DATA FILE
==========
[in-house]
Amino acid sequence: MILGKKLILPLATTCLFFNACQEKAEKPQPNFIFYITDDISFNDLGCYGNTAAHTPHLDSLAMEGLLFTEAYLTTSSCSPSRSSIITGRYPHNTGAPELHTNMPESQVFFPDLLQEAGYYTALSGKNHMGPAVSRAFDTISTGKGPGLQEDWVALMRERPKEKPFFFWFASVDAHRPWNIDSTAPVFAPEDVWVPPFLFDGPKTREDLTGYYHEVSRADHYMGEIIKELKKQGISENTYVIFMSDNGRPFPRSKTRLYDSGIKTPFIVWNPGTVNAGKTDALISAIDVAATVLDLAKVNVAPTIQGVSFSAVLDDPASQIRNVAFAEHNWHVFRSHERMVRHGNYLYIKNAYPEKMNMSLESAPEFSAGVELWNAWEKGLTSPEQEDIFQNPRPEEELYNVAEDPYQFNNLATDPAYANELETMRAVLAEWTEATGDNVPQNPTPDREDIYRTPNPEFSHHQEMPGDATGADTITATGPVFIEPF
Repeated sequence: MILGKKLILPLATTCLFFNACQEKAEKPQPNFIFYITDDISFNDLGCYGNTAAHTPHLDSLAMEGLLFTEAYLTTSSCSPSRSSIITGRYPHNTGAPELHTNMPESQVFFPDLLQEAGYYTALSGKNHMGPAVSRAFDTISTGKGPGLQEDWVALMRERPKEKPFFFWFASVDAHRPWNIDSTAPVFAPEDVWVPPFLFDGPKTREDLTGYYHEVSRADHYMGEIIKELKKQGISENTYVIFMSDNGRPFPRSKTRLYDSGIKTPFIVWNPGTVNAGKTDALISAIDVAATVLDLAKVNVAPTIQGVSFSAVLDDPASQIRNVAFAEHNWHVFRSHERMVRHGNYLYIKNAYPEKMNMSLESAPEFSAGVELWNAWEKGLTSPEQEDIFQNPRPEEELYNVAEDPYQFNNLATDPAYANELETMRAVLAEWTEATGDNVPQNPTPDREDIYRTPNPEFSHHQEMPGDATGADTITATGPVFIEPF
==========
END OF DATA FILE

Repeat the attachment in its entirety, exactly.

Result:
[in-house]
Amino acid sequence: MILGKKLILPLATTCLFFNACQEKAEKPQPNFIFYITDDISFNDLGCYGNTAAHTPHLDSLAMEGLLFTEAYLTTSSCSPSRSSIITGRYPHNTGAPELHTNMPESQVFFPDLLQEAGYYTALSGKNHMGPAVSRAFDTISTGKGPGLQEDWVALMRERPKEKPFFFWFASVDAHRPWNIDSTAPVFAPEDVWVPPFLFDGPKTREDLTGYYHEVSRADHYMGEIIKELKKQGISENTYVIFMSDNGRPFPRSKTRLYDSGIKTPFIVWNPGTVNAGKTDALISAIDVAATVLDLAKVNVAPTIQGVSFSAVLDDPASQIRNVAFAEHNWHVFRSHERMVRHGNYLYIKNAYPEKMNMSLESAPEFSAGVELWNAWEKGLTSPEQEDIFQNPRPEEELYNVAEDPYQFNNLATDPAYANELETMRAVLAEWTEATGDNVPQNPTPDREDIYRTPNPEFSHHQEMPGDATGADTITATGPVFIEPF
Repeated sequence: MILGKKLILPLATTCLFFNACQEKAEKPQPNFIFYITDDISFNDLGCYGNTAAHTPHLDSLAMEGLLFTEAYLTTSSCSPSRSSIITGRYPHNTGAPELHTNMPESQVFFPDLLQEAGYYTALSGKNHMGPAVSRAFDTISTGKGPGLQEDWVALMRERPKEKPFFFWFASVDAHRPWNIDSTAPVFAPEDVWVPPFLFDGPKTREDLTGYYHEVSRADHYMGEIIKELKKQGISENTYVIFMSDNGRPFPRSKTRLYDSGIKTPFIVWNPGTVNAGKTDALISAIDVAATVLDLAKVNVAPTIQGVSFSAVLDDPASQIRNVAFAEHNWHVFRSHERMVRHGNYLYIKNAYPEKMNMSLESAPEFSAGVELWNAWEKGLTSPEQEDIFQNPRPEEELYNVAEDPYQFNNLATDPAYANELETMRAVLAEWTEATGDNVPQNPTPDREDIYRTPNPEFSHHQEMPGDATGADTITATGPVFIEPF